But this is just a simple select study on 3 funds, so the results would not be representative unless we have a large-scale study of how one performs against the other as a group. While I have not done one myself to confirm my thoughts, Morningstar did just that, and let’s see what are their observations.
A larger sample study by Morningstar - Active Funds Vs Passive Funds
In this study, Morningstar compared the net-of-fees-and-expenses performance of nearly 3000 actively managed funds in different categories against a comparable basket of passive investable peers which can include both index mutual funds (unit trusts) and ETFs. Note that index mutual funds are passively managed. They replicate market indices and cost less than their actively managed counterparts. So in terms of investment approach, they are pretty much similar to passive ETFs. This is a study where you purchase the funds directly yourself. There is no mention of sales charge so I believe they are excluded.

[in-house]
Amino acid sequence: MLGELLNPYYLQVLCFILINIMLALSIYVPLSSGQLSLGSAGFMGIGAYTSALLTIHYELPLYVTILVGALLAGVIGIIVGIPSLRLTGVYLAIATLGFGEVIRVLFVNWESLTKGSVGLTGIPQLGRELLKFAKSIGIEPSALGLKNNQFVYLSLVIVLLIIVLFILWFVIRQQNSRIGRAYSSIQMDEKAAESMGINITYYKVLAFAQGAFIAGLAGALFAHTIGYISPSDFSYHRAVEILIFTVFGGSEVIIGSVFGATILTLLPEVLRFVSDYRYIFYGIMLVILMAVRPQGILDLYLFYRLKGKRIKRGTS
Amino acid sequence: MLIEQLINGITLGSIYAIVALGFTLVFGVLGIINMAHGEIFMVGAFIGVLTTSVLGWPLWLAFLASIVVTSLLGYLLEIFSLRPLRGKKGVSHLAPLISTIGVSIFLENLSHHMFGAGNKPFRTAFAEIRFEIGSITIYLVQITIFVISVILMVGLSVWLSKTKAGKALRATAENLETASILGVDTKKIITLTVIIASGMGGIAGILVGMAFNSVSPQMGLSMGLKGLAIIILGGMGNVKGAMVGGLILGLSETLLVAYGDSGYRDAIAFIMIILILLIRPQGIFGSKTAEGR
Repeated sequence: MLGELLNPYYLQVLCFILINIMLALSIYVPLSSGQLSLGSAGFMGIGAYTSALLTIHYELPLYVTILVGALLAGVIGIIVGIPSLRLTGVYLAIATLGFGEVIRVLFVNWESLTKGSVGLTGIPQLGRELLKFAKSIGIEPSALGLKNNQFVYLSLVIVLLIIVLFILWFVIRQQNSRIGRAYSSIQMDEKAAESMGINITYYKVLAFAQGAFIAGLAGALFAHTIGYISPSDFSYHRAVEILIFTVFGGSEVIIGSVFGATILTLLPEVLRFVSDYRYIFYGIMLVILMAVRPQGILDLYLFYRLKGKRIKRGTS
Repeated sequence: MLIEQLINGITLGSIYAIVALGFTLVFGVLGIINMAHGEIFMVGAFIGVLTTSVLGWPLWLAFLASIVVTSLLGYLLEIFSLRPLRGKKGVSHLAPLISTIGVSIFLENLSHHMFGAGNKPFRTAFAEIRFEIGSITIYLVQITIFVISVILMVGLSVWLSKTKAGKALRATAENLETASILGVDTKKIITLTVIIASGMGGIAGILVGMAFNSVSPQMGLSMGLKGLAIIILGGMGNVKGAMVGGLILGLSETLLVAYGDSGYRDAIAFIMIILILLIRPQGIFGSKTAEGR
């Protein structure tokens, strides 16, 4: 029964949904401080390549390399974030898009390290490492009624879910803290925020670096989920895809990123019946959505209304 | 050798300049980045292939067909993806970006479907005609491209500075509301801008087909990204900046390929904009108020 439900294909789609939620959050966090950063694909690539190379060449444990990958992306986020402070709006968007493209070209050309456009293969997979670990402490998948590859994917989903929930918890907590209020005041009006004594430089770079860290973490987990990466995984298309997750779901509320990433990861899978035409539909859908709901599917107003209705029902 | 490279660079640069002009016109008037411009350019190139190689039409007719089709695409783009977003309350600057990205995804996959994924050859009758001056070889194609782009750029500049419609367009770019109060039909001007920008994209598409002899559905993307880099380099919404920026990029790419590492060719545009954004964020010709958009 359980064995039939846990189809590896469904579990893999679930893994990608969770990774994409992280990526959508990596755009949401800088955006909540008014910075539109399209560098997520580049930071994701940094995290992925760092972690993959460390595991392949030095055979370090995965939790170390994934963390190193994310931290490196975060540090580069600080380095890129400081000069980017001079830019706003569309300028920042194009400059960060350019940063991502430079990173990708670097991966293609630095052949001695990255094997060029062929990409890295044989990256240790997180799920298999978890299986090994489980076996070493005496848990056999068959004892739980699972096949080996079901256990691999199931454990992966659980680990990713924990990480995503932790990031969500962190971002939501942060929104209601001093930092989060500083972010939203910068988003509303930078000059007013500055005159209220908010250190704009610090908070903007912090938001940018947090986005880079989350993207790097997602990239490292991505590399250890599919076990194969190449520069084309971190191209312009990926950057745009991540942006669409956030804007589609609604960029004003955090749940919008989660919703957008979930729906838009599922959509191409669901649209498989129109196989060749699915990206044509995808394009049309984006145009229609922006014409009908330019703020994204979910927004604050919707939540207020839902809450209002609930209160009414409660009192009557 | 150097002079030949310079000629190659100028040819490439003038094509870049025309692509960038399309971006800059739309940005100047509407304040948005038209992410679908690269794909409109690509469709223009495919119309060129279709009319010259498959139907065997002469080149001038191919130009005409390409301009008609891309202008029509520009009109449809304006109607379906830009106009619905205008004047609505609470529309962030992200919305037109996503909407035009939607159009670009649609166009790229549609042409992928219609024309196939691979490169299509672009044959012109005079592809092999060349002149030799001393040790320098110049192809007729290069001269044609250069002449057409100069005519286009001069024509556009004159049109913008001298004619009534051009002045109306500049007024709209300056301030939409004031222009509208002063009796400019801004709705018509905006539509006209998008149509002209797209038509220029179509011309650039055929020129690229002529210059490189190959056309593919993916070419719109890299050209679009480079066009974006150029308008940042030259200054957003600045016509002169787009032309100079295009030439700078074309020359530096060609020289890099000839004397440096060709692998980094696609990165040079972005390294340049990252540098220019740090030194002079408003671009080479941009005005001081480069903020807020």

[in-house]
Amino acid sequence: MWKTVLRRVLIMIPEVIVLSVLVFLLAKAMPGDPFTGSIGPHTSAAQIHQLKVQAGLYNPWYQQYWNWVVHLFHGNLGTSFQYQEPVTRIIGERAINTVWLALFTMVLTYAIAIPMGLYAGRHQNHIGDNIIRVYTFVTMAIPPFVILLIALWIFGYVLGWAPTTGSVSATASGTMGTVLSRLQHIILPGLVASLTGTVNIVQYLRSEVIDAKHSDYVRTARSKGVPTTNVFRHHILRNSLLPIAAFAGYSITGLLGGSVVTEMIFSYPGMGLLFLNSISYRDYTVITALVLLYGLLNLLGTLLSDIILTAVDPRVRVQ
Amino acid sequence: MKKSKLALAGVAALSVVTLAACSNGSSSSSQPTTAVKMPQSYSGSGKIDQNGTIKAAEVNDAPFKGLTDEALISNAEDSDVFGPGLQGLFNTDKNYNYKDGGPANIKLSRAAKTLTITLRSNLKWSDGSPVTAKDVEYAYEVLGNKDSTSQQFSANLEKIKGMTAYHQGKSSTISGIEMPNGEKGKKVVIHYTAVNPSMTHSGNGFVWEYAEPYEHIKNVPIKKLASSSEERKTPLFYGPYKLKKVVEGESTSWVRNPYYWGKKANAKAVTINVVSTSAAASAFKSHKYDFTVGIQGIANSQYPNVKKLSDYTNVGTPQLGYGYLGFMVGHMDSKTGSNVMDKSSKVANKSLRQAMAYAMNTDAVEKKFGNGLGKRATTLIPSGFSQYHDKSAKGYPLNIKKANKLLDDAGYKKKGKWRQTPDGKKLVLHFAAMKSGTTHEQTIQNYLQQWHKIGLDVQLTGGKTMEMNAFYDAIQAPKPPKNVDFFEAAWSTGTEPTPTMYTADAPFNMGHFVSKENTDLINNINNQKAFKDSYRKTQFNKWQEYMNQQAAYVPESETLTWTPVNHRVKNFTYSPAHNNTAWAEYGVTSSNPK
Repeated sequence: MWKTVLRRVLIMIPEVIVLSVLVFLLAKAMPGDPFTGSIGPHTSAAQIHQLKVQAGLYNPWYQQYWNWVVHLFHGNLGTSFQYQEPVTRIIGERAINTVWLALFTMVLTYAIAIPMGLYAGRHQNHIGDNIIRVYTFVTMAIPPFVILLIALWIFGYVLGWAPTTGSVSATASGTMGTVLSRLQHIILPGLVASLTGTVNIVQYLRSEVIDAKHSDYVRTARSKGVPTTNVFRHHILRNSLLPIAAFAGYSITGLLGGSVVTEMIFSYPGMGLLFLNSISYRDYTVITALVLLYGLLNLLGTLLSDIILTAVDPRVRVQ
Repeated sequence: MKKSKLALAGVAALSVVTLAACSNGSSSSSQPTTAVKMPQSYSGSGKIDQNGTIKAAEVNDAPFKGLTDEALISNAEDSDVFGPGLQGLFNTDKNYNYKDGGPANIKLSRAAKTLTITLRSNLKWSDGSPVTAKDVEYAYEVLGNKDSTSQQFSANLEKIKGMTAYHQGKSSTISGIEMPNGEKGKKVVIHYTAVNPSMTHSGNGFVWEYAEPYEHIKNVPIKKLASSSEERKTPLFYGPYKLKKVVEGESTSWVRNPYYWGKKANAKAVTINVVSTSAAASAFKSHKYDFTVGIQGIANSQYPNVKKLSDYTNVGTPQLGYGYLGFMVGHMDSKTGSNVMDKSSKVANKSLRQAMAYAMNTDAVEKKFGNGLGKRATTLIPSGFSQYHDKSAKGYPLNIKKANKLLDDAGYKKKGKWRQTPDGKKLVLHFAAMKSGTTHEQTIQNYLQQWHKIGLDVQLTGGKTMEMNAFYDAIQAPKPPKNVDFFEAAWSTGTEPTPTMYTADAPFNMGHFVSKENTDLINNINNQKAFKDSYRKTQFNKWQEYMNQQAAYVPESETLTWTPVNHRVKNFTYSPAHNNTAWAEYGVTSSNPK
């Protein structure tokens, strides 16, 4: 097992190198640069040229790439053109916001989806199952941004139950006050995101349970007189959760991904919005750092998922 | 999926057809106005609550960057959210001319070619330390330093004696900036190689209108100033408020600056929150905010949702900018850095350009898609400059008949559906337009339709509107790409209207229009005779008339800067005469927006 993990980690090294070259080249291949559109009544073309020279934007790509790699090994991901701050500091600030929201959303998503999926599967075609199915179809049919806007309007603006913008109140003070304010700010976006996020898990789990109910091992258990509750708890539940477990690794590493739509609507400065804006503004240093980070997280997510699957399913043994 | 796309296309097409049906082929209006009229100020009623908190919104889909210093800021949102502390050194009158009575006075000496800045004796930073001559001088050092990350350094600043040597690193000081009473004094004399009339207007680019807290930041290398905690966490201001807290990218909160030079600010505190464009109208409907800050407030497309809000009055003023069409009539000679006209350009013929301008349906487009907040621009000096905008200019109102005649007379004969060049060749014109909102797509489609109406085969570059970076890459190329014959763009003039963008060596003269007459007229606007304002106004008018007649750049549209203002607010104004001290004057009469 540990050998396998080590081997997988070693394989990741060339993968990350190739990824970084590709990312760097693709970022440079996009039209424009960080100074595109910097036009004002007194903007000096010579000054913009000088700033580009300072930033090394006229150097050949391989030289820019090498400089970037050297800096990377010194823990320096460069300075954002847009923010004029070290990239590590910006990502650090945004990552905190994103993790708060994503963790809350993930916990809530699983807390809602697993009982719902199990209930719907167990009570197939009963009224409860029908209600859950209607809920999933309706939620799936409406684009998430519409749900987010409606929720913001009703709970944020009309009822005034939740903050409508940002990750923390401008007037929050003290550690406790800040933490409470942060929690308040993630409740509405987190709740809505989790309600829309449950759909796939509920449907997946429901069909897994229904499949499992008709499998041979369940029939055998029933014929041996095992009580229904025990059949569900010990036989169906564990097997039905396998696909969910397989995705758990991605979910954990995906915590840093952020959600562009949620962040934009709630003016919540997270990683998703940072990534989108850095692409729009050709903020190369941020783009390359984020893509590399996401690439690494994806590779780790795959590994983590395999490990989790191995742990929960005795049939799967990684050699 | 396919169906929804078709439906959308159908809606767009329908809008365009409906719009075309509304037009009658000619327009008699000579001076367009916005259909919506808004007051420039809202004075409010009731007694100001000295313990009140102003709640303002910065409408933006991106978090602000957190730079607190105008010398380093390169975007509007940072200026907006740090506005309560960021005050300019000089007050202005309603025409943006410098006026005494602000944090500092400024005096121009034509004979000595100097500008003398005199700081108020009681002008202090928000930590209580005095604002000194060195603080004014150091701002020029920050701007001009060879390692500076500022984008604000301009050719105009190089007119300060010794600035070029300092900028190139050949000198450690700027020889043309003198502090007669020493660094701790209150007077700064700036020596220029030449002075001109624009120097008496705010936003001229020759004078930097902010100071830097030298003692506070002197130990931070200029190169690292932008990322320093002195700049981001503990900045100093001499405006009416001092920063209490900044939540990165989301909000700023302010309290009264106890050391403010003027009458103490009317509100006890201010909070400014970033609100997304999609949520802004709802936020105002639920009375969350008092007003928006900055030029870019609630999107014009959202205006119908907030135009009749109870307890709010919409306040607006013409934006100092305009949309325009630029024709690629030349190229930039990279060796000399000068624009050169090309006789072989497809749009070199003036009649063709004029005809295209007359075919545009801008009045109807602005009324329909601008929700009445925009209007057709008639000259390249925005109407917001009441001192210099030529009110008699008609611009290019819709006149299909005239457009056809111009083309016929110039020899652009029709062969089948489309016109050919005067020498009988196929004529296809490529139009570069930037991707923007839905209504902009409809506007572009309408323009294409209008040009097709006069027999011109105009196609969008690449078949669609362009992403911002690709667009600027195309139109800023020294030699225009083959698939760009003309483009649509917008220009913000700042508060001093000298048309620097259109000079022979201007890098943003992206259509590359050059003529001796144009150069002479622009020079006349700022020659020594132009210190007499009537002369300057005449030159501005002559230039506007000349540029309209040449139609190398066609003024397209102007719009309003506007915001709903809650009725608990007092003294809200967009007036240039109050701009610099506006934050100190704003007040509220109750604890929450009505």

Here are a few important observations made in the study.
1. Active manager's success rate in beating their passive counterparts generally dropped as the investment period becomes longer.
A quick look reveals that, for most categories, the success rate of active managers beating their passive peers dropped as time goes by. For example, under the US Large Growth category which is also where my earlier comparison falls under, we can see that active managers never outperformed their passive peers. It has a 37.5% success rate in the past 1 year or in 2022. But if we stretch the period to 15 years, that success rate drops to a pathetic 3%. For those of you who are tilted in favor of value, US Large cap value actively managed funds did fare somewhat better, but even then its success rate over a 15-year period is just 10.9%.